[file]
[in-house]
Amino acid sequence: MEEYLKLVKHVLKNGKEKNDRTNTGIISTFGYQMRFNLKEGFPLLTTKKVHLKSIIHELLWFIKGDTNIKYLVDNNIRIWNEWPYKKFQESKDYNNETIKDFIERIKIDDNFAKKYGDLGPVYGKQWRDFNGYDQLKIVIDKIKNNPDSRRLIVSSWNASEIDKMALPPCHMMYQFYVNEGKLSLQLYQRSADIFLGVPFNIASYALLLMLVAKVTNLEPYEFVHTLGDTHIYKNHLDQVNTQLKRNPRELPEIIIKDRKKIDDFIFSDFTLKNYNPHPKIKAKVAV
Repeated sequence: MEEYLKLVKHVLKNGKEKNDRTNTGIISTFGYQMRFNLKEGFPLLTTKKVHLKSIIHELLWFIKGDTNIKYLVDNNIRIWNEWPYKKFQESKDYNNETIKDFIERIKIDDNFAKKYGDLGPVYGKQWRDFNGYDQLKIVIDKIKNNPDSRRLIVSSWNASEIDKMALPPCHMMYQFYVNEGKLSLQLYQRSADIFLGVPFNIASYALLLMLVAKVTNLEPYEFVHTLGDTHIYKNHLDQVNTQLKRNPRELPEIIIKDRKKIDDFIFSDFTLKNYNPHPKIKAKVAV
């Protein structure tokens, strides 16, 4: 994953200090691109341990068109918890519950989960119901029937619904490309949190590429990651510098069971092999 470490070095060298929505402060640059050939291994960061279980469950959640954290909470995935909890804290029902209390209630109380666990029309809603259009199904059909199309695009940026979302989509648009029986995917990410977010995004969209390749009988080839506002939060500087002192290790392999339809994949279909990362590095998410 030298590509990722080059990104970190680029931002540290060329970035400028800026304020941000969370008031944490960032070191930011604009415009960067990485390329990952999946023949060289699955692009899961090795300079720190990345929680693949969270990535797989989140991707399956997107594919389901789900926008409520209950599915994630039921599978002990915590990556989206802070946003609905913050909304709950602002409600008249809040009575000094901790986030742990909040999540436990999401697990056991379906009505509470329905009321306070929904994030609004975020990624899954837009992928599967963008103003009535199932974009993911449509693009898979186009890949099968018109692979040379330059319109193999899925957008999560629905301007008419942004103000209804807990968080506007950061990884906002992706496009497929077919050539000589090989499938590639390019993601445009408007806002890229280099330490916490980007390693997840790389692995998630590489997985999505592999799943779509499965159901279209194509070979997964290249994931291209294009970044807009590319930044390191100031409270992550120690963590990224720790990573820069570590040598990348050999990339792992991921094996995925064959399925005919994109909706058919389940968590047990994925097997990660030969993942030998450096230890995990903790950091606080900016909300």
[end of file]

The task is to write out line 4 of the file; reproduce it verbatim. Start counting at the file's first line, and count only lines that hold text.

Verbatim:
């Protein structure tokens, strides 16, 4: 994953200090691109341990068109918890519950989960119901029937619904490309949190590429990651510098069971092999 470490070095060298929505402060640059050939291994960061279980469950959640954290909470995935909890804290029902209390209630109380666990029309809603259009199904059909199309695009940026979302989509648009029986995917990410977010995004969209390749009988080839506002939060500087002192290790392999339809994949279909990362590095998410 030298590509990722080059990104970190680029931002540290060329970035400028800026304020941000969370008031944490960032070191930011604009415009960067990485390329990952999946023949060289699955692009899961090795300079720190990345929680693949969270990535797989989140991707399956997107594919389901789900926008409520209950599915994630039921599978002990915590990556989206802070946003609905913050909304709950602002409600008249809040009575000094901790986030742990909040999540436990999401697990056991379906009505509470329905009321306070929904994030609004975020990624899954837009992928599967963008103003009535199932974009993911449509693009898979186009890949099968018109692979040379330059319109193999899925957008999560629905301007008419942004103000209804807990968080506007950061990884906002992706496009497929077919050539000589090989499938590639390019993601445009408007806002890229280099330490916490980007390693997840790389692995998630590489997985999505592999799943779509499965159901279209194509070979997964290249994931291209294009970044807009590319930044390191100031409270992550120690963590990224720790990573820069570590040598990348050999990339792992991921094996995925064959399925005919994109909706058919389940968590047990994925097997990660030969993942030998450096230890995990903790950091606080900016909300």